Woman Undergoes Double Mastectomy after Finding Her Biological M…
Ask an Expert: Should You Be Worried about Your Child's Birthmar…
The Doctors Dos and Don'ts for Putting Things 'Down There'
3 Tips for Cultivating More Gratitude and Kindness
What Is the Blue Poop Challenge -- And Should You Do It?
Is Drinking Chlorophyll Water Good for Your Health?
Can You Bring More Kindness and Compassion into Your Life?
How to Treat Summer Sandal Blisters
Is the TikTok Ab-Dance Worth Your Ten Minutes?
How to Treat Dry and Cracked Heels
How Long Should It Take for Your Food to Travel through Your Sys…
FDA-Approved Weight Loss Medication a Game Changer?
Legal Expert Wendy Murphy on the Importance of Public Uprisings
The Doctors' Best Dog Advice from Our Favorite Pet Lovers
Ask an Expert: How to Avoid Filler Fatigue
Ask an Expert: Are You Applying Sunscreen Wrong?
The Doctors Get Real about Popular TikTok Hacks
Ask an Expert: Essential Summer Sleep Tips to Beat the Heat
Ask an Expert: The Vital Post-Surgery Steps You Need to Follow
Cult Expert Rick Ross Identifies Popular Groups That Could Be Cu…
We welcome Sheri, a member of The Doctors’ family, who underwent a double mastectomy after finding her birth mother and then learned of a scary diagnosis after the procedure.
Sheri was adopted when she was 3 weeks old and in 2011 she found her birth mother. She learned her birth mother's daughter had breast cancer when she was 40, and both her birth mother and sister carried the BRCA1 gene, which causes a greater risk for developing breast cancer. Sheri was tested for the gene as well and found out she was also positive for it.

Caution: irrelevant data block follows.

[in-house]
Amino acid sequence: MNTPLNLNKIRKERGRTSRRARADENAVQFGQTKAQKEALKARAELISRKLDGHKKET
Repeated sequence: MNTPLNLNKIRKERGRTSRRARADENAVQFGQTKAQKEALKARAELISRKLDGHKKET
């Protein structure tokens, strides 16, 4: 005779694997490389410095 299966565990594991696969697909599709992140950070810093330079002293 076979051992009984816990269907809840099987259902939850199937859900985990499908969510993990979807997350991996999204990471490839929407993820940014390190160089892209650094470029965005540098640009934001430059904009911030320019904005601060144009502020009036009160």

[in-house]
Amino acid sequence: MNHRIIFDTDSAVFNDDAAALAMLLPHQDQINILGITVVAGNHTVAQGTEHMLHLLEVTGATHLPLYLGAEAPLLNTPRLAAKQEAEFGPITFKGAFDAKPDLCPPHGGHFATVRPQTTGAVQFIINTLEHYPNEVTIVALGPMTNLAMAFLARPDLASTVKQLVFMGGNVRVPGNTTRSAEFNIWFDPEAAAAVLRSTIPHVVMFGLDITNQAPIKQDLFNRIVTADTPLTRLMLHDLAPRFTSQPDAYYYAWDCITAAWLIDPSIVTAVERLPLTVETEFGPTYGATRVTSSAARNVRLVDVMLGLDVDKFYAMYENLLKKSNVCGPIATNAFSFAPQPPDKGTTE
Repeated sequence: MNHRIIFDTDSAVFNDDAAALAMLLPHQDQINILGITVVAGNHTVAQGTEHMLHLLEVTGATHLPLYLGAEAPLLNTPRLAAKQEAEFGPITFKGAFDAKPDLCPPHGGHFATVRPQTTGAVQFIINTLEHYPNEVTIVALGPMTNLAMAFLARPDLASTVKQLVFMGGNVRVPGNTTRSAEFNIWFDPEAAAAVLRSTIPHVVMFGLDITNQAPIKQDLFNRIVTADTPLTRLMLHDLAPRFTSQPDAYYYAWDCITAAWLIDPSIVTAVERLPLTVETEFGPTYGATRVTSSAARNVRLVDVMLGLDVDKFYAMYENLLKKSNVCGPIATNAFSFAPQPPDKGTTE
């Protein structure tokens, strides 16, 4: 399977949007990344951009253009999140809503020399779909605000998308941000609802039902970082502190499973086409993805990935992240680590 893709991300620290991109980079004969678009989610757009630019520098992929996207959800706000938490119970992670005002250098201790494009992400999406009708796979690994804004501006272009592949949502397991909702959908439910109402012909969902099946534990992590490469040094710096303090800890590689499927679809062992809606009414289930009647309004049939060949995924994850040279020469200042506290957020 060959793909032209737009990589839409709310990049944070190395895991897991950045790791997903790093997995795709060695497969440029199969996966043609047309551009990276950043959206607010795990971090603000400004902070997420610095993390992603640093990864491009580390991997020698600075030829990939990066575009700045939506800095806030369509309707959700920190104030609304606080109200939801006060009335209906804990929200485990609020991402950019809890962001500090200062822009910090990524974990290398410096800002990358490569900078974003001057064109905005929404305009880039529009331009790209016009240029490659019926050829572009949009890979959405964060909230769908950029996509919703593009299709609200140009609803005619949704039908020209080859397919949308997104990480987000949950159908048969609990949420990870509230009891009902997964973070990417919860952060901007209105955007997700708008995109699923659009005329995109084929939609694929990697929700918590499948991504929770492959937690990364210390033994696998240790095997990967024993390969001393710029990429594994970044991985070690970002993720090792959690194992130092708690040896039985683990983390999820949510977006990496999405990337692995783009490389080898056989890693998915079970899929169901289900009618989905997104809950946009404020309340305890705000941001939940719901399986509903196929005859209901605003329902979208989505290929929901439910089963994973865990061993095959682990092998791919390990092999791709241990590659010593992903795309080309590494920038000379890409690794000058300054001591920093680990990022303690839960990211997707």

After having imaging every six months to check for issues and dealing with anxiety about developing breast cancer, Sheri decided to have a double mastectomy from surgeon Dr. Heather Richardson and reconstructive surgeon Dr. Lisa Cassileth. After the preventive surgery, pathology tests discovered that Sheri had cancer in both of her breasts.
"It was a shock, I didn't expect it at all," she says, explaining she did not have any prior signs of breast cancer.
Surgeon Dr. Heather Richardson and reconstructive surgeon Dr. Lisa Cassileth tell us it is very rare to find cancer after the surgery is performed, but note Sheri having the procedure led to her finding out, which is always better. Sheri says chemotherapy is being suggested as a treatment, but she also notes there is also no current evidence of cancerous cells in her body, so she feels confused about what to do next.
Find out what oncologist Dr. Banu Arun says someone in Sheri's situation might do and hear how Sheri feels about her treatment options and if she will decide to undergo chemo, in the video below.